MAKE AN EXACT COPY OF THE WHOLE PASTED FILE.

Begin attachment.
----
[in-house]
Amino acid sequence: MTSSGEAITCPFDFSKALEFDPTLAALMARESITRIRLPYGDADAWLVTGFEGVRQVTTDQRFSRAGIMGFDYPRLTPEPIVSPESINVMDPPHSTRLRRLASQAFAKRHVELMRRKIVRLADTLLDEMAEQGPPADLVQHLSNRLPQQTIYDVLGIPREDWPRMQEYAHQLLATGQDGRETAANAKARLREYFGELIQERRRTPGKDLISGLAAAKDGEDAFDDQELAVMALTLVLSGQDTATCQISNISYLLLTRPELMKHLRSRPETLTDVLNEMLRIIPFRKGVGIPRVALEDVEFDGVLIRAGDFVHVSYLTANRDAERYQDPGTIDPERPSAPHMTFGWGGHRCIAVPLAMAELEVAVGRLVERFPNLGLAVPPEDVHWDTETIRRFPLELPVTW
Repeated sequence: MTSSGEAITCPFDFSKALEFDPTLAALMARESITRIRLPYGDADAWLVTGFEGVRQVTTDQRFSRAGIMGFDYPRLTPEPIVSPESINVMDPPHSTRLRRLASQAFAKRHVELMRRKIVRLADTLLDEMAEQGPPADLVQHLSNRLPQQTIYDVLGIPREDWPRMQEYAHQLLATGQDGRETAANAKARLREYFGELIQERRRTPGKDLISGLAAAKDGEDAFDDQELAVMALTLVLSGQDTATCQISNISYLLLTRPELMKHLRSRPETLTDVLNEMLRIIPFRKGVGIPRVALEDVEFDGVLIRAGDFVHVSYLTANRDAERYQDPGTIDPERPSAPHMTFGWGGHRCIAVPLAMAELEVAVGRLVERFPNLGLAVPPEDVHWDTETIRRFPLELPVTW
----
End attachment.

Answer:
[in-house]
Amino acid sequence: MTSSGEAITCPFDFSKALEFDPTLAALMARESITRIRLPYGDADAWLVTGFEGVRQVTTDQRFSRAGIMGFDYPRLTPEPIVSPESINVMDPPHSTRLRRLASQAFAKRHVELMRRKIVRLADTLLDEMAEQGPPADLVQHLSNRLPQQTIYDVLGIPREDWPRMQEYAHQLLATGQDGRETAANAKARLREYFGELIQERRRTPGKDLISGLAAAKDGEDAFDDQELAVMALTLVLSGQDTATCQISNISYLLLTRPELMKHLRSRPETLTDVLNEMLRIIPFRKGVGIPRVALEDVEFDGVLIRAGDFVHVSYLTANRDAERYQDPGTIDPERPSAPHMTFGWGGHRCIAVPLAMAELEVAVGRLVERFPNLGLAVPPEDVHWDTETIRRFPLELPVTW
Repeated sequence: MTSSGEAITCPFDFSKALEFDPTLAALMARESITRIRLPYGDADAWLVTGFEGVRQVTTDQRFSRAGIMGFDYPRLTPEPIVSPESINVMDPPHSTRLRRLASQAFAKRHVELMRRKIVRLADTLLDEMAEQGPPADLVQHLSNRLPQQTIYDVLGIPREDWPRMQEYAHQLLATGQDGRETAANAKARLREYFGELIQERRRTPGKDLISGLAAAKDGEDAFDDQELAVMALTLVLSGQDTATCQISNISYLLLTRPELMKHLRSRPETLTDVLNEMLRIIPFRKGVGIPRVALEDVEFDGVLIRAGDFVHVSYLTANRDAERYQDPGTIDPERPSAPHMTFGWGGHRCIAVPLAMAELEVAVGRLVERFPNLGLAVPPEDVHWDTETIRRFPLELPVTW